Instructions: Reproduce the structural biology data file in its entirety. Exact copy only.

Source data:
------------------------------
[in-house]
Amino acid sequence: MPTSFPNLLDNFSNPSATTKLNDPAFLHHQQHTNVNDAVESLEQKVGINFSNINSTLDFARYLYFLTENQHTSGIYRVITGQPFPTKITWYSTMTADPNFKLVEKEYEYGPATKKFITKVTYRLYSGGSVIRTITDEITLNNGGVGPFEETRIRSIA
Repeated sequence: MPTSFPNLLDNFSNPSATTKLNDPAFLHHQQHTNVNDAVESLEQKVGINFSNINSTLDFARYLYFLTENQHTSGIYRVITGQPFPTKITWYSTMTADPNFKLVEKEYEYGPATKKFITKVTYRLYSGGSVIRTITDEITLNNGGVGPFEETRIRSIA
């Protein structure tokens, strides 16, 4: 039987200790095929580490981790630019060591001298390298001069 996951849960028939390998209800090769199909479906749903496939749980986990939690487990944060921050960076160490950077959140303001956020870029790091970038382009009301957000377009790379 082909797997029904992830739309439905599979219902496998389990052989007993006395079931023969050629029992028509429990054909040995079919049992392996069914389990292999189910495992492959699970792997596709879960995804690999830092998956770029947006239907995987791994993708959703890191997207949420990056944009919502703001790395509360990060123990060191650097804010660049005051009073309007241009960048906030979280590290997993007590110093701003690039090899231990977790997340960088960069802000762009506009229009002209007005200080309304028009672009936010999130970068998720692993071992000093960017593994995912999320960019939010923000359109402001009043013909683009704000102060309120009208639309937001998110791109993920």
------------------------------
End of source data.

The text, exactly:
[in-house]
Amino acid sequence: MPTSFPNLLDNFSNPSATTKLNDPAFLHHQQHTNVNDAVESLEQKVGINFSNINSTLDFARYLYFLTENQHTSGIYRVITGQPFPTKITWYSTMTADPNFKLVEKEYEYGPATKKFITKVTYRLYSGGSVIRTITDEITLNNGGVGPFEETRIRSIA
Repeated sequence: MPTSFPNLLDNFSNPSATTKLNDPAFLHHQQHTNVNDAVESLEQKVGINFSNINSTLDFARYLYFLTENQHTSGIYRVITGQPFPTKITWYSTMTADPNFKLVEKEYEYGPATKKFITKVTYRLYSGGSVIRTITDEITLNNGGVGPFEETRIRSIA
């Protein structure tokens, strides 16, 4: 039987200790095929580490981790630019060591001298390298001069 996951849960028939390998209800090769199909479906749903496939749980986990939690487990944060921050960076160490950077959140303001956020870029790091970038382009009301957000377009790379 082909797997029904992830739309439905599979219902496998389990052989007993006395079931023969050629029992028509429990054909040995079919049992392996069914389990292999189910495992492959699970792997596709879960995804690999830092998956770029947006239907995987791994993708959703890191997207949420990056944009919502703001790395509360990060123990060191650097804010660049005051009073309007241009960048906030979280590290997993007590110093701003690039090899231990977790997340960088960069802000762009506009229009002209007005200080309304028009672009936010999130970068998720692993071992000093960017593994995912999320960019939010923000359109402001009043013909683009704000102060309120009208639309937001998110791109993920």